There he stood staring, till little by little the thronging people of the quays came into his eye-shot again; then he saw how the hawser was cast off and the boats fell to tugging the big ship toward the harbour-mouth with hale and how of men. Then the sail fell down from the yard and was sheeted home and filled with the fair wind as the ship's bows ran up on the first green wave outside the haven. Even therewith the shipmen cast abroad a banner, whereon was done in a green field a grim wolf ramping up against a maiden, and so went the ship upon her way.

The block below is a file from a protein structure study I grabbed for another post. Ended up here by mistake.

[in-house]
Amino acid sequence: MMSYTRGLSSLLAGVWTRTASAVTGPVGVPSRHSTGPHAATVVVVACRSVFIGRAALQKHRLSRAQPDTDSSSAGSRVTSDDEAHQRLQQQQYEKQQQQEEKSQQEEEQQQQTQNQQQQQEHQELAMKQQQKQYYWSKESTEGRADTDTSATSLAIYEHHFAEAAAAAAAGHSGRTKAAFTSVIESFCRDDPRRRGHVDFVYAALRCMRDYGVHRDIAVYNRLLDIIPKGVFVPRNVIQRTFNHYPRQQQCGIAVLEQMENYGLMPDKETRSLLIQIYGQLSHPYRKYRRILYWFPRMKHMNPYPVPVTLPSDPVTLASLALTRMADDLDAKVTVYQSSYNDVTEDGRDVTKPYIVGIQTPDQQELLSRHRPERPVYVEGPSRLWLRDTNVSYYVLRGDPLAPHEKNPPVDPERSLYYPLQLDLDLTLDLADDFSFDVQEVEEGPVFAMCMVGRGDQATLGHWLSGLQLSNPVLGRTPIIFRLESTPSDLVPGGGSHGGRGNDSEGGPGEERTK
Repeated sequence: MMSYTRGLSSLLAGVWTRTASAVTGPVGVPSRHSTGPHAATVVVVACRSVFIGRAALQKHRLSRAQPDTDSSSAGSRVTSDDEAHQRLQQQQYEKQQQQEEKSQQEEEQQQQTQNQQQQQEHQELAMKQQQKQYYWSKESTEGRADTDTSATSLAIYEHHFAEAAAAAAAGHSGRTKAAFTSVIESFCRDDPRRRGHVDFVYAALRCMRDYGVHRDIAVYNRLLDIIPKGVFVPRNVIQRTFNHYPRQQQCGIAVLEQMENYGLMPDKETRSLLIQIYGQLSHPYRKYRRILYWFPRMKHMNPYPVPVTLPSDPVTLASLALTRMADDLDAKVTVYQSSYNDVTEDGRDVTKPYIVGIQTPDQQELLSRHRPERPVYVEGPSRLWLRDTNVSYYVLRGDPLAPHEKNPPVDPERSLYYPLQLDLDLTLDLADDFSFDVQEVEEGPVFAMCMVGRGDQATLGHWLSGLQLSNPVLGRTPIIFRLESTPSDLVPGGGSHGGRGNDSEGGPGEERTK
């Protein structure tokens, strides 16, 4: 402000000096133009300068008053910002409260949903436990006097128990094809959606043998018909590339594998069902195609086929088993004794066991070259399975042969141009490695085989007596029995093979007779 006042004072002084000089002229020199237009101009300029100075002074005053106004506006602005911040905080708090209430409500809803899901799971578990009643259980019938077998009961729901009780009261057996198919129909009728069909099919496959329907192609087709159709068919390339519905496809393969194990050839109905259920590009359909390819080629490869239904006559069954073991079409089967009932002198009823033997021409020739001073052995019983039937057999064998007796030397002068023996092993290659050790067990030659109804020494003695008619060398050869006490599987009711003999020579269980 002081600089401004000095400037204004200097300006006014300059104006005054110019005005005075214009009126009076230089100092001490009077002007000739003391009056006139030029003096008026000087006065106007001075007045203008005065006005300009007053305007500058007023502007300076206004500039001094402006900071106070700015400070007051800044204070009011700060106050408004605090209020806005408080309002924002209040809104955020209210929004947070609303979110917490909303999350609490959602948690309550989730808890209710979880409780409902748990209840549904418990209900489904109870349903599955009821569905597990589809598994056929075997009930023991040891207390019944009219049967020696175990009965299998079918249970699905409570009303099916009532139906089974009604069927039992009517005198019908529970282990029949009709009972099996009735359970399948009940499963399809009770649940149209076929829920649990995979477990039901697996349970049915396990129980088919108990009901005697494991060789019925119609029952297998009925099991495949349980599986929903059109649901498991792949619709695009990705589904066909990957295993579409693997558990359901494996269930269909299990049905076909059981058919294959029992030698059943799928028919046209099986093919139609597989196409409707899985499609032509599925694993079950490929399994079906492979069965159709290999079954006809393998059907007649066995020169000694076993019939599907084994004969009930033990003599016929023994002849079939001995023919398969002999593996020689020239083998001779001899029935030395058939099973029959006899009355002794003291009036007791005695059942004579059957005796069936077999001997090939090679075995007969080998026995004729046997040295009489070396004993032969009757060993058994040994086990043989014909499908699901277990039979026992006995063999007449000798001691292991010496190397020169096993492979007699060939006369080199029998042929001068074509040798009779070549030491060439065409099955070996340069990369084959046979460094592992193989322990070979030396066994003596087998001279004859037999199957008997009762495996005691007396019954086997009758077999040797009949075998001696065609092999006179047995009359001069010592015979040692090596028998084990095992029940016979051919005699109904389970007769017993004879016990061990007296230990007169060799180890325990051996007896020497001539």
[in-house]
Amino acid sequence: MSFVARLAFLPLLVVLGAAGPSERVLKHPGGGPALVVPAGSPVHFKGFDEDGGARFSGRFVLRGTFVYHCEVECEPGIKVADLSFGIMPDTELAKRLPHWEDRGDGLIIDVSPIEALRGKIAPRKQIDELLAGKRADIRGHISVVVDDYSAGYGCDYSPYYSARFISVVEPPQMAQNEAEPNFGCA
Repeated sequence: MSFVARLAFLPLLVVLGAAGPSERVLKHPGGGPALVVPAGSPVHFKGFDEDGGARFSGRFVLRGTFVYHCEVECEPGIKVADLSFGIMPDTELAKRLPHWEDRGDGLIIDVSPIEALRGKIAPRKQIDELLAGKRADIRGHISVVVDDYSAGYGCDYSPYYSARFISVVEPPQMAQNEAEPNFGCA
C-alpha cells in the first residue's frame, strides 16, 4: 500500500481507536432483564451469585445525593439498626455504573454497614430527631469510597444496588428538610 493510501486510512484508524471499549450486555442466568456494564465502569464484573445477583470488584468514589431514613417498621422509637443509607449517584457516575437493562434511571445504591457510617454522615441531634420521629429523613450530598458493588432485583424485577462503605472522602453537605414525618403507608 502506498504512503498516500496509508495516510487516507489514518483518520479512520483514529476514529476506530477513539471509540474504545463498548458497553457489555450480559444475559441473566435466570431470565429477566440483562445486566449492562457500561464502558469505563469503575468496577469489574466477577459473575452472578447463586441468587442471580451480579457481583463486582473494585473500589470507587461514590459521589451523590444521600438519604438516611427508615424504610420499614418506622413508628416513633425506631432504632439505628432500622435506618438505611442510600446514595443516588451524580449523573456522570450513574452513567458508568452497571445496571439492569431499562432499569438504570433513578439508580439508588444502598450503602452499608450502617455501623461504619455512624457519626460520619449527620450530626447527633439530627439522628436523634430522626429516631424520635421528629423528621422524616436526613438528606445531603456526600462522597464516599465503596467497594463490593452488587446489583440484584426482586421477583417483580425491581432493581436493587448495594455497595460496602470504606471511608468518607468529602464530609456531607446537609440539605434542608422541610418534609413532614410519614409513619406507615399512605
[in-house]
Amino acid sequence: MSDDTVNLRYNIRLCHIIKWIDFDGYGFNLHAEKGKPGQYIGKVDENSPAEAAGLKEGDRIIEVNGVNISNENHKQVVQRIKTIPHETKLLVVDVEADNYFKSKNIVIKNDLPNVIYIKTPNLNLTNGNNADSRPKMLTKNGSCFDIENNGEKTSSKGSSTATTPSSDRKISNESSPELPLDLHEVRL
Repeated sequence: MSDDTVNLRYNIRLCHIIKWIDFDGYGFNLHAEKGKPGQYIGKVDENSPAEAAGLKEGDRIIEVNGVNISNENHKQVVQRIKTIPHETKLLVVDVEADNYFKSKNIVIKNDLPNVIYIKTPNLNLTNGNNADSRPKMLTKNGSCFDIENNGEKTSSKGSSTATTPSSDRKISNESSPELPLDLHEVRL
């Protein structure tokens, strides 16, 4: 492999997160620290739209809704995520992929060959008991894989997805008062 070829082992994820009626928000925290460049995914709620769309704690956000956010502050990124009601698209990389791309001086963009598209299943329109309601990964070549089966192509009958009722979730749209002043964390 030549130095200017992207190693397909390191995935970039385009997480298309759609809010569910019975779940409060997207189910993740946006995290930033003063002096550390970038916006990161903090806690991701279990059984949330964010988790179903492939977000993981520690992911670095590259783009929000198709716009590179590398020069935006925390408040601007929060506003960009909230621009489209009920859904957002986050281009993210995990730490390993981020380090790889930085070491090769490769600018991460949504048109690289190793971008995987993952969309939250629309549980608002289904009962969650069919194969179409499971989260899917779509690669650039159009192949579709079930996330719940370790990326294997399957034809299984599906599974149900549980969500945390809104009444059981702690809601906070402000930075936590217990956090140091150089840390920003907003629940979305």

Walter stood awhile staring at her empty place where the waves ran into the haven-mouth, and then turned aside and toward the Katherine; and at first he was minded to go ask shipmaster Geoffrey of what he knew concerning the said ship and her alien wayfarers; but then it came into his mind, that all this was but an imagination or dream of the day, and that he were best to leave it untold to any. So therewith he went his way from the water-side, and through the streets unto his father's house; but when he was but a little way thence, and the door was before him, him-seemed for a moment of time that he beheld those three coming out down the steps of stone and into the street; to wit the dwarf, the maiden, and the stately lady: but when he stood still to abide their coming, and looked toward them, lo! there was nothing before him save the goodly house of Bartholomew Golden, and three children and a cur dog playing about the steps thereof, and about him were four or five passers-by going about their business. Then was he all confused in his mind, and knew not what to make of it, whether those whom he had seemed to see pass aboard ship were but images of a dream, or children of Adam in very flesh.